Ps. 146: A psalm of praise to God. Comparison between trusting in mortals and in the sovereign Lord of creation, salvation, healing, love and protection, who rules for ever.

Ps. 147: A psalm of praise to the God of Israel (thought to be exclusive) for his works in the life of the nation, creation, sustaining the earth. Poetry about the weather. Sing praises to God!

Israel is another name for Jacob. Christians believe that they are included as sons/daughters of the patriarchs as well as being children of God.

Ps. 148: “Praise the Lord, ye heavens adore him” is a hymn inspired by this psalm. Let all creation praise the creator.

Ps. 149: A song of praise to God, who is creator and King. Prayer about vengeance against other nations is difficult in the light of other scriptures.

Ps. 150: A wonderful psalm of praise to end with. Praise God in his sanctuary, for his acts of power. Use every sort of musical instrument, dance! All living things, praise the Lord!

Having the goal of Tweeting about each Psalm has helped me focus and analyse the construction. I have noticed details in some of the psalms, which I had glossed over previously. The differences between the outlook of the Psalmists and that of Jesus Christ struck me quite forcibly, especially in some of these later psalms included in this post.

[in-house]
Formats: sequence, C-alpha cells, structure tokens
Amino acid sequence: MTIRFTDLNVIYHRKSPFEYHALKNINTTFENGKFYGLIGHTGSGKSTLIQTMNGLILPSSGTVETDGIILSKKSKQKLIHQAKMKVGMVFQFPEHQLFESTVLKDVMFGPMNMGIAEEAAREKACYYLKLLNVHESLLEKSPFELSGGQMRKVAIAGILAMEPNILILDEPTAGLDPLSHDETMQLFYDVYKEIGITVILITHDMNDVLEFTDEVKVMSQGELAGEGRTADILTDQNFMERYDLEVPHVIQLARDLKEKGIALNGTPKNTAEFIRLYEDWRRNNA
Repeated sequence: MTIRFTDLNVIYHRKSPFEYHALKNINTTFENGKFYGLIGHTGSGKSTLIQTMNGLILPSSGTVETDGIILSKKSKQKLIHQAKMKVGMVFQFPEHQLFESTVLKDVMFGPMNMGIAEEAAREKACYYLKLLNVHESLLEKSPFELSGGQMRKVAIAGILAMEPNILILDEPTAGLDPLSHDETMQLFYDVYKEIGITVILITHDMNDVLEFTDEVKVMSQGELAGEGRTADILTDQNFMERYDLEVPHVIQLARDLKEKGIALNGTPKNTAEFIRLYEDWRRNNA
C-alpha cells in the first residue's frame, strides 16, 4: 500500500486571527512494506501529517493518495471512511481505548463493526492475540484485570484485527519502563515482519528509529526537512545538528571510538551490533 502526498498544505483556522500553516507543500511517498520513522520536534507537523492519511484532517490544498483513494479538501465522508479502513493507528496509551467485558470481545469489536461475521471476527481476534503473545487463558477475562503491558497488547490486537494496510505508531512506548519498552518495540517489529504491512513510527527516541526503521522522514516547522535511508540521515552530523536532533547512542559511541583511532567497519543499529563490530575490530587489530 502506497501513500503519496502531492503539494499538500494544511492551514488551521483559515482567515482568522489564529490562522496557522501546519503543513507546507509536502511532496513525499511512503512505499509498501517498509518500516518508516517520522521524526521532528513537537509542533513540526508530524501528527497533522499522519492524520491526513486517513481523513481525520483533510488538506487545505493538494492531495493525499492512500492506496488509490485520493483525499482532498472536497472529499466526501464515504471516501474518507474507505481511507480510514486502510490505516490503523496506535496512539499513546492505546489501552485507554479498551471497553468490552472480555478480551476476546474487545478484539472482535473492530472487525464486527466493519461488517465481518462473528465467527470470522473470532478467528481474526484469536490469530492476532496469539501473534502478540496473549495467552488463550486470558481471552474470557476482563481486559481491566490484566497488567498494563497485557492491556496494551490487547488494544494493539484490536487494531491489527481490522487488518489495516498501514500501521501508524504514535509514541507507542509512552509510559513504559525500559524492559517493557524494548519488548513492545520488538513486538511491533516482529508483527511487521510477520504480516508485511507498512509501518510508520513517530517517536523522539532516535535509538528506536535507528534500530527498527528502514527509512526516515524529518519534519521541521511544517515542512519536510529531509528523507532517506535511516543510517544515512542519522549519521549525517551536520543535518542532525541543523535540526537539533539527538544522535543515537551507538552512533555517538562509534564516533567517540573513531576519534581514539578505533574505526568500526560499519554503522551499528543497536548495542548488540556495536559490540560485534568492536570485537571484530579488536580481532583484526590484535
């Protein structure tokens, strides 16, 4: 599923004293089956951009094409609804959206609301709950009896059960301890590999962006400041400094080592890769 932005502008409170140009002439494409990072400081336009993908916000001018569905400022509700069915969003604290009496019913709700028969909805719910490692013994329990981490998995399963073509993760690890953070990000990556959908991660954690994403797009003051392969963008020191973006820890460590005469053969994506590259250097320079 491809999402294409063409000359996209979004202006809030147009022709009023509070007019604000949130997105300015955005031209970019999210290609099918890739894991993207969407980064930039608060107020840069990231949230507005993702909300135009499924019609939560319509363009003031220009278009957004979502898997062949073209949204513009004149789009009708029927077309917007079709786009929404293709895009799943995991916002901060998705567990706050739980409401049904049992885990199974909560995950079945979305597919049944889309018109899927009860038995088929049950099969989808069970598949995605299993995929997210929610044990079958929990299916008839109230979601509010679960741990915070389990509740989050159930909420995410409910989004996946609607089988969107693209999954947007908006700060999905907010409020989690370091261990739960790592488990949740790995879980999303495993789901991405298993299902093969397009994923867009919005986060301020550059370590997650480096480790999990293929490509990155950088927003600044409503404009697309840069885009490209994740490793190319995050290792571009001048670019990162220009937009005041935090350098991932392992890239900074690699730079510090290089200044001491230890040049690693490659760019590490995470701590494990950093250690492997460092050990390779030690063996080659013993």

I am taking a break from reading a Psalm a day and reading some of the New Testament on a regular basis, alongside the study materials I use. (Mentioned in my What I read in December post.)

The Psalms have much to teach us, but they have to be read in the context of the Bible as a whole. For example, Israel is another name for Jacob. Christians believe that they are included as sons/daughters of the patriarchs as well as being children of God. Psalm 147 uses Israel as the name of a nation.

I am thankful for the other Psalm Tweeters, who have encouraged me by likes or retweets and to my readers here.

Having accidentally discovered how to set up a poll on Twitter, I asked my followers there to vote on the subject of my future Tweets. A small majority of a small number of voters were in favour of tweets about the Gospel of Matthew. I am not qualified to exam-level in theology, but I ran the idea past the vicar, who encouraged me to go ahead with it. I am not setting myself daily targets as with the Psalm Tweets, which was a community project.